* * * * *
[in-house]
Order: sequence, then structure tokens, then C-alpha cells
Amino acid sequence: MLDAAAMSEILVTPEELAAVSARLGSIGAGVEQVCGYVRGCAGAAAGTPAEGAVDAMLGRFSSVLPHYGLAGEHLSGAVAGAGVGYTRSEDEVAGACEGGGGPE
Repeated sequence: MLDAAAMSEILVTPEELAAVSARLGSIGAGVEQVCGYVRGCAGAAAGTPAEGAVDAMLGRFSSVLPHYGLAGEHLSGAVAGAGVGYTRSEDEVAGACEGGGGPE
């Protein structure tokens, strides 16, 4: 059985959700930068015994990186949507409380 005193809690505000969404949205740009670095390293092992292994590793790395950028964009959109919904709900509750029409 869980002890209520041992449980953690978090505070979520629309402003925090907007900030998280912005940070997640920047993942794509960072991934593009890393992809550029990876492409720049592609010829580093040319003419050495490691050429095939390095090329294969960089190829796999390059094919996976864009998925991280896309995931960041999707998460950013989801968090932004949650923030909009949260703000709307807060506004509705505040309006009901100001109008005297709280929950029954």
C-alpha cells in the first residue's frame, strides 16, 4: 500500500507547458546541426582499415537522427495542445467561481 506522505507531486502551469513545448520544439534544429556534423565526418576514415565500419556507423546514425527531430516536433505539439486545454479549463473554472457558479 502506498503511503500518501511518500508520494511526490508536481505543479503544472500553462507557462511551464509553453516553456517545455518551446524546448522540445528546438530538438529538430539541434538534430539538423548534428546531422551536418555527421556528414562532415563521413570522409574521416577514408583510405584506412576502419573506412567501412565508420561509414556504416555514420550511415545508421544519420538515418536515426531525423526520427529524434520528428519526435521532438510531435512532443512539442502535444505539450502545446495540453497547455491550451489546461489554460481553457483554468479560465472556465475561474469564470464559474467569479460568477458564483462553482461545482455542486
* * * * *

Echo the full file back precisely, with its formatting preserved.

[in-house]
Order: sequence, then structure tokens, then C-alpha cells
Amino acid sequence: MLDAAAMSEILVTPEELAAVSARLGSIGAGVEQVCGYVRGCAGAAAGTPAEGAVDAMLGRFSSVLPHYGLAGEHLSGAVAGAGVGYTRSEDEVAGACEGGGGPE
Repeated sequence: MLDAAAMSEILVTPEELAAVSARLGSIGAGVEQVCGYVRGCAGAAAGTPAEGAVDAMLGRFSSVLPHYGLAGEHLSGAVAGAGVGYTRSEDEVAGACEGGGGPE
């Protein structure tokens, strides 16, 4: 059985959700930068015994990186949507409380 005193809690505000969404949205740009670095390293092992292994590793790395950028964009959109919904709900509750029409 869980002890209520041992449980953690978090505070979520629309402003925090907007900030998280912005940070997640920047993942794509960072991934593009890393992809550029990876492409720049592609010829580093040319003419050495490691050429095939390095090329294969960089190829796999390059094919996976864009998925991280896309995931960041999707998460950013989801968090932004949650923030909009949260703000709307807060506004509705505040309006009901100001109008005297709280929950029954």
C-alpha cells in the first residue's frame, strides 16, 4: 500500500507547458546541426582499415537522427495542445467561481 506522505507531486502551469513545448520544439534544429556534423565526418576514415565500419556507423546514425527531430516536433505539439486545454479549463473554472457558479 502506498503511503500518501511518500508520494511526490508536481505543479503544472500553462507557462511551464509553453516553456517545455518551446524546448522540445528546438530538438529538430539541434538534430539538423548534428546531422551536418555527421556528414562532415563521413570522409574521416577514408583510405584506412576502419573506412567501412565508420561509414556504416555514420550511415545508421544519420538515418536515426531525423526520427529524434520528428519526435521532438510531435512532443512539442502535444505539450502545446495540453497547455491550451489546461489554460481553457483554468479560465472556465475561474469564470464559474467569479460568477458564483462553482461545482455542486